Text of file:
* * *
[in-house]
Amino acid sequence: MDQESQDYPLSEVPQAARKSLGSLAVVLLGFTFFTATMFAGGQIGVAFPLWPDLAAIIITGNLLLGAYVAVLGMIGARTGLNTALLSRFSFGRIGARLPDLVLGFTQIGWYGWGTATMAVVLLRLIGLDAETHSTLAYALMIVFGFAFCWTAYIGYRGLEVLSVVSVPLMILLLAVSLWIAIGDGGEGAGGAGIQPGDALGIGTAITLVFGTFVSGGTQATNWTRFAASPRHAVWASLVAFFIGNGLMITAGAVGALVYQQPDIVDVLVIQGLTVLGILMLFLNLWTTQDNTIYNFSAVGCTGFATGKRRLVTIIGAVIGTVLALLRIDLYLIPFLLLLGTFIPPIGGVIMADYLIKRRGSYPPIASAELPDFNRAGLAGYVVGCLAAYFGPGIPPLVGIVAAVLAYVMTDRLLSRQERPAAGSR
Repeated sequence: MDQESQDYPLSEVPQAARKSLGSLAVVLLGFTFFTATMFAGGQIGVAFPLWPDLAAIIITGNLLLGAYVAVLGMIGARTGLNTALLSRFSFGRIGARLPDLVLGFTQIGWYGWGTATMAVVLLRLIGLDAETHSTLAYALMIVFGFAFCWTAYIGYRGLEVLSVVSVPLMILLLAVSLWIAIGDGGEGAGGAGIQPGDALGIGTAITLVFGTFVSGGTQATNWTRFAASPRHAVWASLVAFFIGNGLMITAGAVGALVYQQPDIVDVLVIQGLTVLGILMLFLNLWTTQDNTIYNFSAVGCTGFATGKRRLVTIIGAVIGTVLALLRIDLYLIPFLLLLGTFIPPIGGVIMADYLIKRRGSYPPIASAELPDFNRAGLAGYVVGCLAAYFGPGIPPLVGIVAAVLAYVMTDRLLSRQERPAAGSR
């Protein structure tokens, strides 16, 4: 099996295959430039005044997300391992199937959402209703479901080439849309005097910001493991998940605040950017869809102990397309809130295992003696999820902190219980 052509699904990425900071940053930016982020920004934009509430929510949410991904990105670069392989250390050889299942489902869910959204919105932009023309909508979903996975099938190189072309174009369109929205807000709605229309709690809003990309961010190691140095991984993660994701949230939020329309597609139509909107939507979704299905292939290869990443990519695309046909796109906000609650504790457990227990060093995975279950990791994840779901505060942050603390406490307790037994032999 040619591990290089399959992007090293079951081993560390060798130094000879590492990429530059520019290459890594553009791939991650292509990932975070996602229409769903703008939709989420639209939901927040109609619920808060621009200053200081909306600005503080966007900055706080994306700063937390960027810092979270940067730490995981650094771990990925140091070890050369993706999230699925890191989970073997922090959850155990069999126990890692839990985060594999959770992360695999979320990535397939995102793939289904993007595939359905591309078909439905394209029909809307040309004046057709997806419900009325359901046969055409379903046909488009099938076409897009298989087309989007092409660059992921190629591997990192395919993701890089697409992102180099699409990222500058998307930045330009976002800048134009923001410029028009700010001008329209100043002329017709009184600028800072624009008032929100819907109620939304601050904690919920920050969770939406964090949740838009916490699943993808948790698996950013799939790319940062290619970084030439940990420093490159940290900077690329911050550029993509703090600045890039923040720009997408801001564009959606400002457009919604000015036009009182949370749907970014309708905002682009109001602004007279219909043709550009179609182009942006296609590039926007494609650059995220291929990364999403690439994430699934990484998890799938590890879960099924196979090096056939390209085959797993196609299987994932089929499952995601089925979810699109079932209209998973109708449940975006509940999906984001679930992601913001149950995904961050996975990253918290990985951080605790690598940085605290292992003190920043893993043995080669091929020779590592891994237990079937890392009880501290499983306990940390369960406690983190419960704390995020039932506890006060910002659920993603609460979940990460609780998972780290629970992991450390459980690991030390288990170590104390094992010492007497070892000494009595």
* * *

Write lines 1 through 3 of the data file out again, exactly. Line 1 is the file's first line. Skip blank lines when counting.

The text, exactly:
[in-house]
Amino acid sequence: MDQESQDYPLSEVPQAARKSLGSLAVVLLGFTFFTATMFAGGQIGVAFPLWPDLAAIIITGNLLLGAYVAVLGMIGARTGLNTALLSRFSFGRIGARLPDLVLGFTQIGWYGWGTATMAVVLLRLIGLDAETHSTLAYALMIVFGFAFCWTAYIGYRGLEVLSVVSVPLMILLLAVSLWIAIGDGGEGAGGAGIQPGDALGIGTAITLVFGTFVSGGTQATNWTRFAASPRHAVWASLVAFFIGNGLMITAGAVGALVYQQPDIVDVLVIQGLTVLGILMLFLNLWTTQDNTIYNFSAVGCTGFATGKRRLVTIIGAVIGTVLALLRIDLYLIPFLLLLGTFIPPIGGVIMADYLIKRRGSYPPIASAELPDFNRAGLAGYVVGCLAAYFGPGIPPLVGIVAAVLAYVMTDRLLSRQERPAAGSR
Repeated sequence: MDQESQDYPLSEVPQAARKSLGSLAVVLLGFTFFTATMFAGGQIGVAFPLWPDLAAIIITGNLLLGAYVAVLGMIGARTGLNTALLSRFSFGRIGARLPDLVLGFTQIGWYGWGTATMAVVLLRLIGLDAETHSTLAYALMIVFGFAFCWTAYIGYRGLEVLSVVSVPLMILLLAVSLWIAIGDGGEGAGGAGIQPGDALGIGTAITLVFGTFVSGGTQATNWTRFAASPRHAVWASLVAFFIGNGLMITAGAVGALVYQQPDIVDVLVIQGLTVLGILMLFLNLWTTQDNTIYNFSAVGCTGFATGKRRLVTIIGAVIGTVLALLRIDLYLIPFLLLLGTFIPPIGGVIMADYLIKRRGSYPPIASAELPDFNRAGLAGYVVGCLAAYFGPGIPPLVGIVAAVLAYVMTDRLLSRQERPAAGSR